Back in May of 2016 I had the pleasure of visiting Pierre Jean Villa at his property in Chavanay, a village that, uniquely, exists in both the Condrieu and Saint-Joseph AOCs in the northern Rhone. It was among the highlights of my jaw-dropping trip throughout Burgundy and the northern Rhone. I was fortunate enough to return in February of 2017, further stoking my love of this producer's wines and the region in general.
Villa trained at Burgundy's Clos de Tart before taking the reigns at Les Vins des Vienne, a collaboration between Yves Cuilleron, Pierre Gaillard and Francois Villard with the mission of reviving the vineyards of Seyssuel at the very northern tip of the Rhone wine region. In 2009 Pierre Jean started his eponymous domain with the goal of bringing a sense of Burgundy's elegance to the more muscular Syrah of Cote-Rotie and Saint-Joseph. He also makes tremendous Viognier from several holdings in Condrieu.
I've been not-so-patiently awaiting the ability to get Pierre Jean's wines locally for about a year and a half, but the time has finally arrived. With the wines firmly in my grip, it was time to cook up something to celebrate my experience with Pierre Jean and throughout the northern Rhone. I pretty much always default to regionally-inspired cuisine, so here's a relatively simple recipe to throw together that plays on the ingredients and flavors of nearby Lyon. Pair it with a Saint-Joseph or Cote-Rotie, and in the future I plan on posting recipes to pair with Condrieu and Saint-Peray whites, and more reds from Hermitage, Crozes-Hermitage and Cornas.
Duck Lyonnaise with pan-roasted potatoes
Yields 4 servings
- 4 duck breasts, scored
- Pepper to taste
- 2 pounds small potatoes
- 1 white onion, thinly sliced
- 8 strips bacon, sliced roughly 1/2" thick
- Pinch of salt
- Chopped parsley to garnish
MUSHROOM CREAM SAUCE
- 8 ounces mushrooms, roughly chopped
- 4 tablespoons butter
- 1/2 teaspoon salt
- Pepper to taste
- Half and half as needed, roughly 3/4 to 1 cup
- Slice onions, roughly chop mushrooms, and slice bacon. Set each aside separately.
- Score the fat layer on the duck skin to help the fat render out. Sprinkle lightly with salt and cracked black pepper.
- Place potatoes in a medium pot with cold water to cover. Bring to a boil and continue to cook about five minutes, or until potatoes are just soft enough to be easily pierced with a knife. Drain in a colander and rinse with cold water. Set aside.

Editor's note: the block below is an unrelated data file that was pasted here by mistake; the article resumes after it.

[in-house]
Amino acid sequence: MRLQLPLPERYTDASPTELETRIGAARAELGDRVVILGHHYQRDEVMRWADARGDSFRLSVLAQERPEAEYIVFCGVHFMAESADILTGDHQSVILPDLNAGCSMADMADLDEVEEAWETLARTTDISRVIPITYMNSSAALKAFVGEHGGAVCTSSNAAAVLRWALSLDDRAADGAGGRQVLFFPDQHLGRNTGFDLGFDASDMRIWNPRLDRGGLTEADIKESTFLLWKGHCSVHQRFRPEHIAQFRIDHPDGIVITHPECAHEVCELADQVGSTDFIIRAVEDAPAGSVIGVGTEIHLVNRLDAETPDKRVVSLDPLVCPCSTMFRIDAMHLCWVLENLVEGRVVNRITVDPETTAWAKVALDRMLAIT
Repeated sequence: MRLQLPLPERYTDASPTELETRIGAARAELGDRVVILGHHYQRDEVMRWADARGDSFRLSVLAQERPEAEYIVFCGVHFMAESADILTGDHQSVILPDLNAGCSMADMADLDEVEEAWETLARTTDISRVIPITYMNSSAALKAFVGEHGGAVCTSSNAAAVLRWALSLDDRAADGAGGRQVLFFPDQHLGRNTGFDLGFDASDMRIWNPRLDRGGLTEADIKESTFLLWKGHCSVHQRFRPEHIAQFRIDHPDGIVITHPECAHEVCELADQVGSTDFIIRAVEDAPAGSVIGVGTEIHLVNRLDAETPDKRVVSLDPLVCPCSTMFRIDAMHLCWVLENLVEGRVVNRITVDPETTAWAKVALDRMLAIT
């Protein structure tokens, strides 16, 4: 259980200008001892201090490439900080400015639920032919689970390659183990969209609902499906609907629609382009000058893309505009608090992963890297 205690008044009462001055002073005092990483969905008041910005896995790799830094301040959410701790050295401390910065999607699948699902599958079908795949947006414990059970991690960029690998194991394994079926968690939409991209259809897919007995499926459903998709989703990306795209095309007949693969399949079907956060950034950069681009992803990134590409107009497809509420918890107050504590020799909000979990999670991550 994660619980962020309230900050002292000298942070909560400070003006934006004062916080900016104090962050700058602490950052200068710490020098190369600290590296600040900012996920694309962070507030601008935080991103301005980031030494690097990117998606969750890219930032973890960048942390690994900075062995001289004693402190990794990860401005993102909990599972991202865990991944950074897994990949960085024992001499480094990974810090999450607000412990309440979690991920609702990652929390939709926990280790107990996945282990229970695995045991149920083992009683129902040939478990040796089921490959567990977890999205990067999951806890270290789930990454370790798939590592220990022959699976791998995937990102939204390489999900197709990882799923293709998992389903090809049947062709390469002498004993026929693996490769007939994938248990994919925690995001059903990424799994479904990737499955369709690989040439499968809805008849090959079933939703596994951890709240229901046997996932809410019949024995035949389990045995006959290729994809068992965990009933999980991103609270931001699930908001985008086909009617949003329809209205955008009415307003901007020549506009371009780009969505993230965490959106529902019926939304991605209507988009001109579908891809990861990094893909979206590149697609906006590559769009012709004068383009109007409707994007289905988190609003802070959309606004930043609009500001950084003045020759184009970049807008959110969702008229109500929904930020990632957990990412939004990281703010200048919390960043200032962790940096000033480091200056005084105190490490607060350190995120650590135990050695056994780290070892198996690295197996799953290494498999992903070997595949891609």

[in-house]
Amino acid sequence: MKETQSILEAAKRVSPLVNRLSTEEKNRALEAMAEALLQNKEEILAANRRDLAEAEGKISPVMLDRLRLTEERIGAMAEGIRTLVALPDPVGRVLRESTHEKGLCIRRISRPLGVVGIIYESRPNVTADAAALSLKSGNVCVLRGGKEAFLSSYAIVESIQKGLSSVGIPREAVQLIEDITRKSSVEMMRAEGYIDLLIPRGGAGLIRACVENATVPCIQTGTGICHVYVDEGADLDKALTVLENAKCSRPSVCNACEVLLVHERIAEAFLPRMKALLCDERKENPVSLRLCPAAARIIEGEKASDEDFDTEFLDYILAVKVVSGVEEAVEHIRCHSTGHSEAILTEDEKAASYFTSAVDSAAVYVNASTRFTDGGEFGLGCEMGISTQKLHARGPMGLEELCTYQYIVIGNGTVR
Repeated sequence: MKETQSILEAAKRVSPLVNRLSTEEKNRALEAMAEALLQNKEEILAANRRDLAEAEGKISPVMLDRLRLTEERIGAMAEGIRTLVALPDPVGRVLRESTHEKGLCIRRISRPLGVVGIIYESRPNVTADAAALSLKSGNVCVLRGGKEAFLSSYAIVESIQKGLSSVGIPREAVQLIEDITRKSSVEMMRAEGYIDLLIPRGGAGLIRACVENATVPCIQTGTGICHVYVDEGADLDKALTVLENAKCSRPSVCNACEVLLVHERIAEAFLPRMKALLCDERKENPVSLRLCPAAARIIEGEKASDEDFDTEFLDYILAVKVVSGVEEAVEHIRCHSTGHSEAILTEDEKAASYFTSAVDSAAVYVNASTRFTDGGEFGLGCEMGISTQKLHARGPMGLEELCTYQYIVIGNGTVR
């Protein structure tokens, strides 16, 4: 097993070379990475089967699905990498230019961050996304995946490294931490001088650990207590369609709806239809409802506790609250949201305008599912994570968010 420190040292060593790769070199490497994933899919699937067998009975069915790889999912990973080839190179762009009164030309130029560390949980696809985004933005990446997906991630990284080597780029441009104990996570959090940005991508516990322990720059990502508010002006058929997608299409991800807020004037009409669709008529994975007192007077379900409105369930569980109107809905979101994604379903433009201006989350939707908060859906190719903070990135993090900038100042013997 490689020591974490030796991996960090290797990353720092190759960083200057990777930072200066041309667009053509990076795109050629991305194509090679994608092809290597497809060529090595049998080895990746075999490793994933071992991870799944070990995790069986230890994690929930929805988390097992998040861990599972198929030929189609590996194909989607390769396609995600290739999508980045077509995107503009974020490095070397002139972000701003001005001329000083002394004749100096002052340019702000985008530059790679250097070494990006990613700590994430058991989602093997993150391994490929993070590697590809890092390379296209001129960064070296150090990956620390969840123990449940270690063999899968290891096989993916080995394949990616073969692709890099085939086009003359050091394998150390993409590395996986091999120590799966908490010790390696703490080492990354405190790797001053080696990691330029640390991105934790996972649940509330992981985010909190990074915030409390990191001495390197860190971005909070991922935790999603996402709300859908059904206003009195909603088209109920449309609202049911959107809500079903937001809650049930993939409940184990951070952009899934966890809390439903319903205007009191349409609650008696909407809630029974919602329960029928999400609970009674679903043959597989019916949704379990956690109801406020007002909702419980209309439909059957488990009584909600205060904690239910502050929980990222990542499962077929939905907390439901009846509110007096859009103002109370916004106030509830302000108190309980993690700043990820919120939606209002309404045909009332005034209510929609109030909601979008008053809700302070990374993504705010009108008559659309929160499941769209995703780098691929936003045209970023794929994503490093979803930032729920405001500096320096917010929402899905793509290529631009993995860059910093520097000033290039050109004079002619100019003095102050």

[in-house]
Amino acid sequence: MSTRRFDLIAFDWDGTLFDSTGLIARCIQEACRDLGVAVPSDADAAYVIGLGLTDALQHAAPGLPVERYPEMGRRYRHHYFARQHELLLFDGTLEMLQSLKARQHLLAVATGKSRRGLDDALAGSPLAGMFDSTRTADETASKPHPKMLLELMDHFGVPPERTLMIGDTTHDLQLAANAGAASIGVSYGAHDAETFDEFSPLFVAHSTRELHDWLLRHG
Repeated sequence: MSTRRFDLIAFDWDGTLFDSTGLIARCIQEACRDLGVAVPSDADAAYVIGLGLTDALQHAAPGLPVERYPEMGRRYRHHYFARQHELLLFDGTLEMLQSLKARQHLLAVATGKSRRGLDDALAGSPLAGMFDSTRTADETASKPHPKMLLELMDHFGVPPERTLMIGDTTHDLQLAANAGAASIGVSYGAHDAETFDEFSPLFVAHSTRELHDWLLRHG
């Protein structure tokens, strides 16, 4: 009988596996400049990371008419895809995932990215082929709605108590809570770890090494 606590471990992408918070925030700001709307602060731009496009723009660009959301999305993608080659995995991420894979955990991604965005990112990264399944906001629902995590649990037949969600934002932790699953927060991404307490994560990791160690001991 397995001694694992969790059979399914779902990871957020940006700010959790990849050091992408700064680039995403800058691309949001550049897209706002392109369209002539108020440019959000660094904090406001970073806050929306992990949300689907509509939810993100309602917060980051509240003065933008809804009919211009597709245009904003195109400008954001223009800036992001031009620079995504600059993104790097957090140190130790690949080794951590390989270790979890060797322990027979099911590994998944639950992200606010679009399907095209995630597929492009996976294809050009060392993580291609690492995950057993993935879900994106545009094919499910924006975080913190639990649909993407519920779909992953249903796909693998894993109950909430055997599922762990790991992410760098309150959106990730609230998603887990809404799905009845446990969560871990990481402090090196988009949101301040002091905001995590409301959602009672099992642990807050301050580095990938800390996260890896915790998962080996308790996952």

- Pre-heat a large sauté pan on medium heat. Melt butter, then add mushrooms. Once the mushrooms start to brown and soften, add salt and pepper. Continue cooking until mushroom are brown and somewhat crispy. Remove from heat and transfer mushrooms to a small food processor. Add about 1/2 cup of half and half then puree until fairly smooth, adding cream as needed to reach desired consistency.
- Using the same sauté pan, but set on low-medium heat, add the bacon and cook until the fat has started to render out. Add potatoes and onions, then continue cooking until everything is nicely browned and crispy. Taste for seasoning, adding a pinch of salt if necessary. This can be cooked in advance, then reheated in some of the duck fat while the duck rests.
- Place duck breasts fat side down in a large sauté pan set over medium heat. Let the fat side slowly render and brown. Baste the duck occasionally, removing excess fat from pan as needed to avoid smoking. Once the fat layer has rendered out to your liking and the skin is nicely browned, turn the duck and finish cooking meat side down. Cook to an internal temperature of 135 degrees for medium-rare, then remove from pan and let rest three to five minutes.
- Optional: warm the potatoes, onion and bacon in duck fat.
Serve sliced duck over potatoes with a generous spoonful or two of mushroom cream sauce. Garnish with chopped parsley. Pair with Saint-Joseph, Cote-Rotie or other northern Rhone red wines.
The 2015 Pierre Jean Villa "Preface" Saint-Joseph shows the exuberant fruit that resulted from the warm vintage, but there's still nice spice and floral lift to round out the pleasingly juicy plum and black cherry flavors. This bottle benefitted from a brief decant and drank well over the course of several hours. It should only get better with a few more years of age.